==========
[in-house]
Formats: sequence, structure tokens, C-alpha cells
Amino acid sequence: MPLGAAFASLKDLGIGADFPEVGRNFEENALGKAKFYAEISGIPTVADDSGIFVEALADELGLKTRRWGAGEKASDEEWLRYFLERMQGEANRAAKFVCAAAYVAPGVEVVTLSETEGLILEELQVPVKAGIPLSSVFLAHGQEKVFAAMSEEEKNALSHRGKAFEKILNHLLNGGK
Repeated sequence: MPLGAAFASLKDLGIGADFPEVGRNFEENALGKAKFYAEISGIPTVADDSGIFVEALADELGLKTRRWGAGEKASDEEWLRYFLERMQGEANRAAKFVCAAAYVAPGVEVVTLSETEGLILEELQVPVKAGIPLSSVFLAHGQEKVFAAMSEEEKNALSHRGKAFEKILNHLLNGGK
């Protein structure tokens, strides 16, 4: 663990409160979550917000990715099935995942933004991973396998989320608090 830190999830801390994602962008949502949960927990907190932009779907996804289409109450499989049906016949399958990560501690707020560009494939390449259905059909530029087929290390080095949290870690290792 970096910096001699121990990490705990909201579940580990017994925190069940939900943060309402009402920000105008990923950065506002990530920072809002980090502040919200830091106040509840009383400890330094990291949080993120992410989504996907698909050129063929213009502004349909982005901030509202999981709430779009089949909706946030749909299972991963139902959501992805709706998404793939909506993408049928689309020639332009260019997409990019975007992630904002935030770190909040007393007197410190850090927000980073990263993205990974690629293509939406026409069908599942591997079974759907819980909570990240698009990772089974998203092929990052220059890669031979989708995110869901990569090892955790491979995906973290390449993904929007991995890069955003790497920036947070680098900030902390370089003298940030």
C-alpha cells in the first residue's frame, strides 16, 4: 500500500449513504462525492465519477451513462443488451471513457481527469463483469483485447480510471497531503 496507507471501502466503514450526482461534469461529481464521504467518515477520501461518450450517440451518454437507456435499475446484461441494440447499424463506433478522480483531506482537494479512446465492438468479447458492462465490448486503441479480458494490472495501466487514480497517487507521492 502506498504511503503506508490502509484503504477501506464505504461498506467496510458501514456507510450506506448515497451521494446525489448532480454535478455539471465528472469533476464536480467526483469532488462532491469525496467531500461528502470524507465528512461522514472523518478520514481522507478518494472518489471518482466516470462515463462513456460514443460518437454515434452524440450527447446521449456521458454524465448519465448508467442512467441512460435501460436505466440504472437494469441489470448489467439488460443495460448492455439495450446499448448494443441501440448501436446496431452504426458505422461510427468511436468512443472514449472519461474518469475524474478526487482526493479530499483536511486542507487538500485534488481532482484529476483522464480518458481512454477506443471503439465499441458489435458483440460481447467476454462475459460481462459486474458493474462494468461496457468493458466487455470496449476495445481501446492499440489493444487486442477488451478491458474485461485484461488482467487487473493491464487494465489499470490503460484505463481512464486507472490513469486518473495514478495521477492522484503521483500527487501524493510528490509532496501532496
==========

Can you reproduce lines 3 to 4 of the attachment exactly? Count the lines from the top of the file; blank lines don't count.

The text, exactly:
Amino acid sequence: MPLGAAFASLKDLGIGADFPEVGRNFEENALGKAKFYAEISGIPTVADDSGIFVEALADELGLKTRRWGAGEKASDEEWLRYFLERMQGEANRAAKFVCAAAYVAPGVEVVTLSETEGLILEELQVPVKAGIPLSSVFLAHGQEKVFAAMSEEEKNALSHRGKAFEKILNHLLNGGK
Repeated sequence: MPLGAAFASLKDLGIGADFPEVGRNFEENALGKAKFYAEISGIPTVADDSGIFVEALADELGLKTRRWGAGEKASDEEWLRYFLERMQGEANRAAKFVCAAAYVAPGVEVVTLSETEGLILEELQVPVKAGIPLSSVFLAHGQEKVFAAMSEEEKNALSHRGKAFEKILNHLLNGGK